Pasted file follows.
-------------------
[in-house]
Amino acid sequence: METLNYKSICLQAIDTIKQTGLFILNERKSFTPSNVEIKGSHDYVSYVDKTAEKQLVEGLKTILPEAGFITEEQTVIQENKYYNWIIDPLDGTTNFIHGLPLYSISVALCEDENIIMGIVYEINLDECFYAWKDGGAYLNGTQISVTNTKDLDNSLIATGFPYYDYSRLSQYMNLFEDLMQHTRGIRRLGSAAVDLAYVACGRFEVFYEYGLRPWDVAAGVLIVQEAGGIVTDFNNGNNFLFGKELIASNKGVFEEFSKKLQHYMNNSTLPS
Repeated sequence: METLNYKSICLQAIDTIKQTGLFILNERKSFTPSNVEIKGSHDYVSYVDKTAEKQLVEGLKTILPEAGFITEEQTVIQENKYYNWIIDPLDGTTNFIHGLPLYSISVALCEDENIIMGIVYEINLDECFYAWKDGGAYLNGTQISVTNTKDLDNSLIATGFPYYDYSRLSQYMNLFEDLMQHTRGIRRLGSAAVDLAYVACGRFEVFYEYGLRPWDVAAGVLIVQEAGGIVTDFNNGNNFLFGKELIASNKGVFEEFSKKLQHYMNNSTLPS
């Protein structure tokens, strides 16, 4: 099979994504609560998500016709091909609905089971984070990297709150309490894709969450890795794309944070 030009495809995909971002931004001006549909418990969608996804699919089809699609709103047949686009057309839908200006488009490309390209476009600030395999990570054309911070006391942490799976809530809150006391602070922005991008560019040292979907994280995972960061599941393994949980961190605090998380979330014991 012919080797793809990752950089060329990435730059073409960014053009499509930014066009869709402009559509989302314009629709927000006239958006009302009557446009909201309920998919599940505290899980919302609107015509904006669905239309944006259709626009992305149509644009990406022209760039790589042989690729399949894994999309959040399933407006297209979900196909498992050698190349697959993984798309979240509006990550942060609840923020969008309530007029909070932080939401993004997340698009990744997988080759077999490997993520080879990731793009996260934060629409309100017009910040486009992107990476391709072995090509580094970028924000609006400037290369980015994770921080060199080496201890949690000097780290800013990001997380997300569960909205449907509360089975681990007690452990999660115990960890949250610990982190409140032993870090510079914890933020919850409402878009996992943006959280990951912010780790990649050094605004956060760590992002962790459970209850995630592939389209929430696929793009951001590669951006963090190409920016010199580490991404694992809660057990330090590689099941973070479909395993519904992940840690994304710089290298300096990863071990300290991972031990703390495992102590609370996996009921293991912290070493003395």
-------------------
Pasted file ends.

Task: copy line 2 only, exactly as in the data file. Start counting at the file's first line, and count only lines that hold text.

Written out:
Amino acid sequence: METLNYKSICLQAIDTIKQTGLFILNERKSFTPSNVEIKGSHDYVSYVDKTAEKQLVEGLKTILPEAGFITEEQTVIQENKYYNWIIDPLDGTTNFIHGLPLYSISVALCEDENIIMGIVYEINLDECFYAWKDGGAYLNGTQISVTNTKDLDNSLIATGFPYYDYSRLSQYMNLFEDLMQHTRGIRRLGSAAVDLAYVACGRFEVFYEYGLRPWDVAAGVLIVQEAGGIVTDFNNGNNFLFGKELIASNKGVFEEFSKKLQHYMNNSTLPS